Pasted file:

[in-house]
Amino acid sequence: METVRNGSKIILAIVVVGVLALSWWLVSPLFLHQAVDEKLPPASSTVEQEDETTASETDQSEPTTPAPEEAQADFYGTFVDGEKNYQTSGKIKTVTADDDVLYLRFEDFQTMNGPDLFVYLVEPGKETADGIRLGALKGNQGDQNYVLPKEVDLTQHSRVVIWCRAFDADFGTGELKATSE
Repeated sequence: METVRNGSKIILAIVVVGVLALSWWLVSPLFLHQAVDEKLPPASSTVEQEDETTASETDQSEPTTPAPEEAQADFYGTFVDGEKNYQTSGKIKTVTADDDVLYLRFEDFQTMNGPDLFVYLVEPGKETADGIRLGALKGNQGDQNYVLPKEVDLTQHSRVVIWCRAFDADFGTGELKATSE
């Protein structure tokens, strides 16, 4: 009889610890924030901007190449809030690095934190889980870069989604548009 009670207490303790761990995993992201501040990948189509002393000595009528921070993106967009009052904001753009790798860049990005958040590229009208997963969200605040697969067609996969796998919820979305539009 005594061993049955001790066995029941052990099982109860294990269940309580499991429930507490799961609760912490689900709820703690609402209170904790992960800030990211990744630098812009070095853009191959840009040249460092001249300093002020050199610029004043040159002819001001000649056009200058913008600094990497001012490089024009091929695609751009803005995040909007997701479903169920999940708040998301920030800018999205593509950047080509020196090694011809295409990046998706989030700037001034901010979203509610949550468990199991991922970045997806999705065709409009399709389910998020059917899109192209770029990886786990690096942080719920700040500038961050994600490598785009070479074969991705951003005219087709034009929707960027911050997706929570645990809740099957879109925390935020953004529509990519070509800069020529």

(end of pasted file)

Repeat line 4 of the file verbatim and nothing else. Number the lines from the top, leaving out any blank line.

């Protein structure tokens, strides 16, 4: 009889610890924030901007190449809030690095934190889980870069989604548009 009670207490303790761990995993992201501040990948189509002393000595009528921070993106967009009052904001753009790798860049990005958040590229009208997963969200605040697969067609996969796998919820979305539009 005594061993049955001790066995029941052990099982109860294990269940309580499991429930507490799961609760912490689900709820703690609402209170904790992960800030990211990744630098812009070095853009191959840009040249460092001249300093002020050199610029004043040159002819001001000649056009200058913008600094990497001012490089024009091929695609751009803005995040909007997701479903169920999940708040998301920030800018999205593509950047080509020196090694011809295409990046998706989030700037001034901010979203509610949550468990199991991922970045997806999705065709409009399709389910998020059917899109192209770029990886786990690096942080719920700040500038961050994600490598785009070479074969991705951003005219087709034009929707960027911050997706929570645990809740099957879109925390935020953004529509990519070509800069020529």